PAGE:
An international shipping association has sounded the alarm over a potential marine fuel shortage in 2020, once a cap on sulfur content in fuel is imposed.
The Baltic and International Maritime Council (BIMCO) on Wednesday issued a statement voicing concerns about the results of a study conducted by the International Maritime Organization (IMO) that will inform the decision of IMO’s Marine Environment Protection Committee (MEPC) over the implementation date of a cap of 0.5 percent sulfur content in marine fuel.
The IMO has proposed the cap to help curb greenhouse gas emissions from ships.
“The official IMO study that assessed the relevant availability of fuel oil has failed to fully address the IMO’s terms of reference—in BIMCO’s view—in several critical areas,” BIMCO said.
One issue is fuel oil quality. “A significant amount of the fuel oil that the IMO study concludes will be available for marine use is unsafe to store and use onboard ships,” BIMCO explained, suggesting it should not be counted in the world inventory of available fuel.
BIMCO also questioned the study’s lack of recommendations on how an assessed shortage of sulfur removal capacity in refineries will be resolved so that capacity would be in place by 2020.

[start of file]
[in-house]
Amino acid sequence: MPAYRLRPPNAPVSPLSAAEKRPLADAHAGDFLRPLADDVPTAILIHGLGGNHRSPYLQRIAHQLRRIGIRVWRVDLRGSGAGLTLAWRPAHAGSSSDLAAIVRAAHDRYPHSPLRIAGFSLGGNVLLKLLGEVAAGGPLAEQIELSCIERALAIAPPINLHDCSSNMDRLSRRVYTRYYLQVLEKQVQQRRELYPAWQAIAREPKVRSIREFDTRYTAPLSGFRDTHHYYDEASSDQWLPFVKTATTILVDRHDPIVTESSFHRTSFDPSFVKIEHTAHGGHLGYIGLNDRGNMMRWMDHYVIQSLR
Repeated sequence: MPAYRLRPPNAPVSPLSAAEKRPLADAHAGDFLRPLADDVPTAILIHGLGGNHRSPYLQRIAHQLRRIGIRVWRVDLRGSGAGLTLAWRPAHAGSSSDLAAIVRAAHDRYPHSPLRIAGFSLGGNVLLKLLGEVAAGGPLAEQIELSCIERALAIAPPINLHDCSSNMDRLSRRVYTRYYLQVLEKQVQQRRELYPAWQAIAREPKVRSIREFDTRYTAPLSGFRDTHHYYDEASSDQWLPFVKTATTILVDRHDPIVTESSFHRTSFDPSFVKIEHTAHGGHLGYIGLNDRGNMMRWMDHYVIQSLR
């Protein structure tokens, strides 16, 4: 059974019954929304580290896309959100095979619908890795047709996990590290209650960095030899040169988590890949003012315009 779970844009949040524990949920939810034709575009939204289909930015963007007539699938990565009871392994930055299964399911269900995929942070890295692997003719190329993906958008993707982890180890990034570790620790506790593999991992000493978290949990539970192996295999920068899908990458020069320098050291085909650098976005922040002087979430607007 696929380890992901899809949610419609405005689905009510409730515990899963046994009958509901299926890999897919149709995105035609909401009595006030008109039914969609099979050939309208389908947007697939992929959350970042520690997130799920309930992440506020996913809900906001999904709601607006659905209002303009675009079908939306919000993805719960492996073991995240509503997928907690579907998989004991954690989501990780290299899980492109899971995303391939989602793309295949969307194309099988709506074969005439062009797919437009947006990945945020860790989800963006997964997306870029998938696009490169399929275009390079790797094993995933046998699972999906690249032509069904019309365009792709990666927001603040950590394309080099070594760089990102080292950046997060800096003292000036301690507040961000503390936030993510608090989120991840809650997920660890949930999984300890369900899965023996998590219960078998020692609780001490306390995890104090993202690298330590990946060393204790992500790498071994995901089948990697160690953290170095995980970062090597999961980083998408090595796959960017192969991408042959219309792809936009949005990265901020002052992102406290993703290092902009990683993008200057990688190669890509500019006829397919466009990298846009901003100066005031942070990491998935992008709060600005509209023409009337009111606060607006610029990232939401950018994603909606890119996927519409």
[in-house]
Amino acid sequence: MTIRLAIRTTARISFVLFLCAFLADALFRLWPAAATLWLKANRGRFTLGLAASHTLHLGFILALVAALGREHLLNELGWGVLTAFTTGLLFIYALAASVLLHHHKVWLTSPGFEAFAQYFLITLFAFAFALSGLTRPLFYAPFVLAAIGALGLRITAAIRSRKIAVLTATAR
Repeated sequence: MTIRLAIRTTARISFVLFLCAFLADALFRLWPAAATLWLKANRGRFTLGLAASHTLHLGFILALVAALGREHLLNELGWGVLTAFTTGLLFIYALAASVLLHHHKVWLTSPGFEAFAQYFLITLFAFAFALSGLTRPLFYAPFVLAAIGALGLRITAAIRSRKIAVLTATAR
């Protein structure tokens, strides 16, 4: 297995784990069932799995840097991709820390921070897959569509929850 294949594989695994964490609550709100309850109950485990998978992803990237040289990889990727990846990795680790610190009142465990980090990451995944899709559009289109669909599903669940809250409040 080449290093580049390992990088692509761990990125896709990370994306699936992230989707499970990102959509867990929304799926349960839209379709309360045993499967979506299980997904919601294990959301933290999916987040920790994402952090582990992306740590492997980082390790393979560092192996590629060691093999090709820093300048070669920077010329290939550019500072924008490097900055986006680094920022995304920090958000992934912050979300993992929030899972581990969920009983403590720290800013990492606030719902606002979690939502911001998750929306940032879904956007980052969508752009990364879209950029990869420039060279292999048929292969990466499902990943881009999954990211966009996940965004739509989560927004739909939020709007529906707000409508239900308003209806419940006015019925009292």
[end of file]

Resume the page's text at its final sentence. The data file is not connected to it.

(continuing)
“The study fails to model the disruption that an overnight introduction of the global cap (from December 31, 2019) would cause,” BIMCO said.
As a result, BIMCO said it is not possible to determine that the global refining industry will have the capacity to produce enough marine fuel by 2020. BIMCO also stressed that the supply of fuel to other sectors of the global economy could face major disruptions if the scenario is not addressed beforehand.
BIMCO along with other maritime groups commissioned an independent study EnSys and Navigistics to assess the availability of marine fuel in view of the flaws the organization saw in the IMO study. The BIMCO study concluded that it is unlikely that there will be sufficient low sulfur fuel available in 2020, while maintaining uninterrupted supply of fuel to all other sectors of the global economy.
“It is clear that the IMO study is flawed, meaning it is not possible to determine from the study that there would be sufficient fuel available in 2020. On that basis, our opinion is that it would be irresponsible for IMO to make the decision to go for 2020 at MEPC 70 in October. There is clearly a need for additional analysis to ensure the supply chain for global trade is not seriously disrupted and developing nations are not hit hard by a lack of affordable energy,” Lars Robert Pedersen, Deputy Secretary General at BIMCO, said.
“This is not about the cost of low sulfur fuel for ships – that has long been known. We know that the shipping industry will buy the fuel they need. But if it is in short supply, the cost will rise not just for shipping but for all users of the fuel. This will price those in poorer economies out of the market,” he added.